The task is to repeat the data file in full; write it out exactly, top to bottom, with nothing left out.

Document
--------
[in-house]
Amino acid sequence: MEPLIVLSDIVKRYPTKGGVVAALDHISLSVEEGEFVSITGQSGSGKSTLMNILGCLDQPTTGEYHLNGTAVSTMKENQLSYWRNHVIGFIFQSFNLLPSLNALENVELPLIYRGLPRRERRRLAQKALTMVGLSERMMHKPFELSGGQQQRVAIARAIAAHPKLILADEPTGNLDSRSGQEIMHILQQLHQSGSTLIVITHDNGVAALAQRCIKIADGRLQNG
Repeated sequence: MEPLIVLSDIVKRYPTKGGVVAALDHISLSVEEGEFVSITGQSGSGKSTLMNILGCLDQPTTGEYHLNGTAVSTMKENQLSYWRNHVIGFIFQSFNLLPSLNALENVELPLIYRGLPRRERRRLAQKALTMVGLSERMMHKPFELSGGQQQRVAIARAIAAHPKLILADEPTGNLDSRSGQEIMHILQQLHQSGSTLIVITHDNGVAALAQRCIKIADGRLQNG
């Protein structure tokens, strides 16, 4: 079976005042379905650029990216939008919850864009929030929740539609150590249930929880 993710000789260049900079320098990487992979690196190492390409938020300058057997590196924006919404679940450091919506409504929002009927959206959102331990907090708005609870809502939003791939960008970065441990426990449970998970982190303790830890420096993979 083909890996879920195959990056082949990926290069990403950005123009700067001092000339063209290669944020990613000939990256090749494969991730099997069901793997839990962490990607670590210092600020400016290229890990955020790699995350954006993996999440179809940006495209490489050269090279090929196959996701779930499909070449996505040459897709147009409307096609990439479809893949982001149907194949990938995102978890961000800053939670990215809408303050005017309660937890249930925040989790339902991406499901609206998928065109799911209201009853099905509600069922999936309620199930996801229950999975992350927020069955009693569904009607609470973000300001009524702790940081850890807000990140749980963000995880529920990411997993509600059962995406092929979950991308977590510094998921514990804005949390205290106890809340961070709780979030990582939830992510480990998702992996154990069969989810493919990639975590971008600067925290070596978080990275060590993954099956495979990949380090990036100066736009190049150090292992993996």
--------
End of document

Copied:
[in-house]
Amino acid sequence: MEPLIVLSDIVKRYPTKGGVVAALDHISLSVEEGEFVSITGQSGSGKSTLMNILGCLDQPTTGEYHLNGTAVSTMKENQLSYWRNHVIGFIFQSFNLLPSLNALENVELPLIYRGLPRRERRRLAQKALTMVGLSERMMHKPFELSGGQQQRVAIARAIAAHPKLILADEPTGNLDSRSGQEIMHILQQLHQSGSTLIVITHDNGVAALAQRCIKIADGRLQNG
Repeated sequence: MEPLIVLSDIVKRYPTKGGVVAALDHISLSVEEGEFVSITGQSGSGKSTLMNILGCLDQPTTGEYHLNGTAVSTMKENQLSYWRNHVIGFIFQSFNLLPSLNALENVELPLIYRGLPRRERRRLAQKALTMVGLSERMMHKPFELSGGQQQRVAIARAIAAHPKLILADEPTGNLDSRSGQEIMHILQQLHQSGSTLIVITHDNGVAALAQRCIKIADGRLQNG
């Protein structure tokens, strides 16, 4: 079976005042379905650029990216939008919850864009929030929740539609150590249930929880 993710000789260049900079320098990487992979690196190492390409938020300058057997590196924006919404679940450091919506409504929002009927959206959102331990907090708005609870809502939003791939960008970065441990426990449970998970982190303790830890420096993979 083909890996879920195959990056082949990926290069990403950005123009700067001092000339063209290669944020990613000939990256090749494969991730099997069901793997839990962490990607670590210092600020400016290229890990955020790699995350954006993996999440179809940006495209490489050269090279090929196959996701779930499909070449996505040459897709147009409307096609990439479809893949982001149907194949990938995102978890961000800053939670990215809408303050005017309660937890249930925040989790339902991406499901609206998928065109799911209201009853099905509600069922999936309620199930996801229950999975992350927020069955009693569904009607609470973000300001009524702790940081850890807000990140749980963000995880529920990411997993509600059962995406092929979950991308977590510094998921514990804005949390205290106890809340961070709780979030990582939830992510480990998702992996154990069969989810493919990639975590971008600067925290070596978080990275060590993954099956495979990949380090990036100066736009190049150090292992993996």